Sen. Susan Collins, who voted Saturday to confirm Brett Kavanaugh to the Supreme Court, is performing some extensive mental gymnastics to justify that decision. In the best case, her arguments are extraordinarily weak. In the worst, the entire thing is a charade.
Equally maddening, Collins claimed that her intentions were simply to abide by the principle of “fairness.”
In an interview taped Saturday with CNN’s Dana Bash and aired Sunday, Collins said she initially was undecided about whether to confirm Kavanaugh. Then, she decided to support his nomination after meeting with him. But she became skeptical after Kavanaugh’s first sexual assault accuser, Christine Blasey Ford, testified before the Senate Judiciary Committee. Finally, Collins said Kavanaugh’s wrathful denial led her to believe Ford’s account was false.
At its core, Collins’ argument seems to be that Ford was “just confused.” Or she is misremembering. Or something. And that’s all very convenient—for Senator Collins.
In the same interview, Collins acknowledged that part of her 45-minute speech before the Senate on Friday to push for Kavanaugh’s nomination was prepared before Ford came forward with the allegation that Kavanaugh sexually assaulted her at a high school party in the 1980s.
In the end, Collins claimed that “there was no corroboration” of Ford’s testimony under oath.
“I was certainly undecided, and after hearing Christine Ford’s very compelling and painful testimony, I thought, ‘Oh my goodness, uh, he perhaps needs to withdraw.’ But then when he came back with such a forceful denial, and the anger and anguish that he showed, and then the lack of corroboration, led me back to the fundamental issues that are fundamental to our legal system of presumption of innocence and fairness,” Collins said.
Bash reminded the Republican senator from Maine that Ford testified—under penalty of perjury—that she was “100%” certain Kavanaugh was her attacker.
“Let me say this,” Collins responded. “First of all, I found Dr. Ford’s testimony to be heart-wrenching, painful, compelling, and I believe that she believes what she testified to. I don’t think she was coming forth with a political motive, although I do not think that she was treated well by those who breached her confidence.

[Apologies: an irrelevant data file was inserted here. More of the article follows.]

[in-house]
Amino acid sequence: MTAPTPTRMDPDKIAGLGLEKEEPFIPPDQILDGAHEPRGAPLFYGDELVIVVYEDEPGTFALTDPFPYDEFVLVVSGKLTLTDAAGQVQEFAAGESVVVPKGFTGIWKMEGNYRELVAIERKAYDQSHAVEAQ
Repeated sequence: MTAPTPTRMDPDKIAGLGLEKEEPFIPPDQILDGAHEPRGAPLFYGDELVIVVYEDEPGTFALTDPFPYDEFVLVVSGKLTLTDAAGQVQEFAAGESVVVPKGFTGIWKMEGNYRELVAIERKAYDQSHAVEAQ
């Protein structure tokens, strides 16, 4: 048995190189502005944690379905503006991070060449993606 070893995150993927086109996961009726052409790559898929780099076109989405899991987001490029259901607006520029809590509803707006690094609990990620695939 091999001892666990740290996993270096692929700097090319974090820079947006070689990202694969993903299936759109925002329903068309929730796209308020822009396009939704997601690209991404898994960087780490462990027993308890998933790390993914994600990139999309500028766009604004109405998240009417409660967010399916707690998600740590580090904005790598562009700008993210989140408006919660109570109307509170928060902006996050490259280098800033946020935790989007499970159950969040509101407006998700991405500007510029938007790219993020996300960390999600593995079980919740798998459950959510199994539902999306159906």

“But we also had a case where Judge Kavanaugh came forward and said, ‘I’m 100% certain that this did not happen.’ So, here you have two people who are each 100% certain of what they’re saying under pain of perjury. So, then I had to look at the other evidence and was there corroborating evidence. And that’s why I pushed hard for the FBI to do a supplemental background investigation,” she added.
The senator was blunt: “I do not believe that Brett Kavanaugh was her assailant. So, I do believe that she was assaulted. I don’t know by whom, and I’m not certain when, but I do not believe that he was the assailant.”
This is how she justified that statement: “In this country, we have a presumption of innocence. And as a matter of fairness, what I decided to use as a standard was the question of is it more likely than not that Brett Kavanaugh assaulted Christine Ford. And there was no corroborating evidence that he did so. Each of the people that professor Ford said was present that night have testified under oath…that they have no memory of this happening. And that includes Dr. Ford’s best friend.”
After spending some time second-guessing Ford, Collins repeated that she doesn’t believe her testimony.
“I’m not saying that she was not sexually assaulted. I believe that she was, and that that horrible experience has upended her life. But it does not mean that Brett Kavanaugh was her assailant,” Collins said.
Asked about Kavanaugh’s temperament, Collins chose to be empathetic. “Well, I put myself in his shoes,” she said. (Did she ever put herself in Ford’s shoes?) “He is coming forth and answering an allegation that includes that he was involved in gang rape and doping girls. I mean, that is so devastating.”
Collins’ vote and her statements in support of Kavanaugh’s nomination have left women across the nation feeling betrayed. Does this bother Collins?
“I have met with so many groups of survivors,” she said. “I’ve talked to friends that, with one exception who confided in me years ago, I had no idea that they had been sexually assaulted. So, I have learned how pervasive this terrible problem is in our society. And clearly, we need to step up and do something about it. And every survivor deserves to be heard and respected.”
If only there was something Collins could actually do about it.
In related news, a crowdfunding effort to back Collins’ eventual opponent in 2020 has raised $3.4 million as of Sunday morning.